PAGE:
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Posts Tagged ‘Anthony Foxx’

Nissan Doubling Number of Vehicles With Standard Automatic Emergency Braking

Over 1 million to come standard in U.S. with safety system for 2018.

by on Jun.08, 2017

Automatic Emergency Braking, or AEB, is designed to step in when a driver misses a potential collision.

Nissan plans to more than double the number of vehicles it will sell in the U.S. for the 2018 model-year equipped with Automatic Emergency Braking, or AEB, a technology industry, insurance and federal regulators believe will significantly reduce the number of crashes on U.S. roadways.

In all, AEB will come standard on “more than 1 million vehicles” in the coming year, up from 450,000 in 2017, the automaker announced this morning. The industry, in general, is rapidly expanding the use of the technology which is designed to slow, or even bring a vehicle to a stop, in the event of a potential crash a driver might not respond to rapidly enough.

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“The big news here is that we’re making AEB standard across all grades of our best-selling models,” said Michael Bunce, vice president, Product Planning, Nissan North America, Inc. “This increased AEB availability is part of our ongoing commitment to help reduce fatalities while realizing our comprehensive vision of Nissan Intelligent Mobility.”

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Five Years Until Autonomous Vehicles Hit US Roads, Foxx Says

Former Obama secretary says it'll 20 years before they're the standard.

by on Apr.06, 2017

Former Transportation Secretary Anthony Foxx (left) discusses the future of autonomous vehicles. Photo credit: Lindsay Brooke.

The introduction of fully autonomous vehicles appears to be about five years off although sophisticated vehicles with autonomous features will become more common during the next two to four years, formers U.S. Secretary of Transportation Anthony Foxx said during an appearance at the SAE’s annual meeting and exposition in Detroit.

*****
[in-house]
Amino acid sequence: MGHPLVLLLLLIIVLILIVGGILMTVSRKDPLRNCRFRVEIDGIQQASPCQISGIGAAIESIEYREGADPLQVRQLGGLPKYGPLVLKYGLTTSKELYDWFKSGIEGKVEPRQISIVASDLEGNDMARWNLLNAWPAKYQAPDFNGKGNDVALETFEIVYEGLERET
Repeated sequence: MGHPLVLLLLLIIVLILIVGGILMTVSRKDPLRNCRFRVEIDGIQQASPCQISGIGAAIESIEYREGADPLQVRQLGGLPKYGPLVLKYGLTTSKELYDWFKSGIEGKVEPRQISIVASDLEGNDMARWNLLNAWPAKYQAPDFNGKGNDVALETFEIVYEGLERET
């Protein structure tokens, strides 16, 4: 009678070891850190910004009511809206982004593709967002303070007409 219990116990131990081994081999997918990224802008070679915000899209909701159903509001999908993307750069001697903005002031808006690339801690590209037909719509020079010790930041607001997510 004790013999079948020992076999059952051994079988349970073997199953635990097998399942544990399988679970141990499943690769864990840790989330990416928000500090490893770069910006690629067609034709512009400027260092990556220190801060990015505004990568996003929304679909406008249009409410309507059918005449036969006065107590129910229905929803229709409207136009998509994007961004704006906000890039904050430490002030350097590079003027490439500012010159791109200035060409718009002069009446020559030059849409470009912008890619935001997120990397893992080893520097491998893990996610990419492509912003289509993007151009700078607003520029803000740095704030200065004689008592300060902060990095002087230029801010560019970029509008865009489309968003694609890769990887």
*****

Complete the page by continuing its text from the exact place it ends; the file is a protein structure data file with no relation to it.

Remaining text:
However, it will be at least 20 years or more before autonomous vehicles are the predominant form of transportation, according Foxx, who served as President Barack Obama’s Secretary of Transportation began laying out the first federal guidelines for autonomous vehicles.

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Foxx said autonomous technology is moving forward quickly. Within the next two to four years, vehicles with Level Two, Level Three and Level Four autonomy, which is just short of full autonomy, will become more widely available. It will take another five years before fully autonomous vehicles reach the road, he said. (more…)

Feds Plan 5-Year Phase-in of V2V Technology

Regulators project up to 80% reduction – or mitigation – of crashes.

by on Dec.13, 2016

V2V technology provides "360 degree awareness"," said US Transportation Sec. Anthony Foxx.

The nation’s top transportation officials want to see all new cars, trucks and crossovers equipped with Vehicle-to-Vehicle, or V2V, communications systems within five years, technology that Transportation Secretary Anthony Foxx said Tuesday could help “avoid or mitigate” as much as 80% of the crashes that occur on U.S. highways.

The proposed guidelines, FMVSS 150, now will be the subject of a 90-day public comment period. Foxx said he expects the rules to be formally locked in place a year later. That would mean that at least 50% of the passenger vehicles sold in the U.S. would be equipped with V2V transceivers by the middle of the 2020 model-year, with 100% compliance by 2022.

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“It has been estimated that up to 80% of non-impaired collisions could be avoided or mitigated to reduce injuries” with the widespread use of V2V technology, said Sec. Foxx, who also said the Department of Transportation will now consider the possibility of requiring V2V systems on commercial trucks, as well.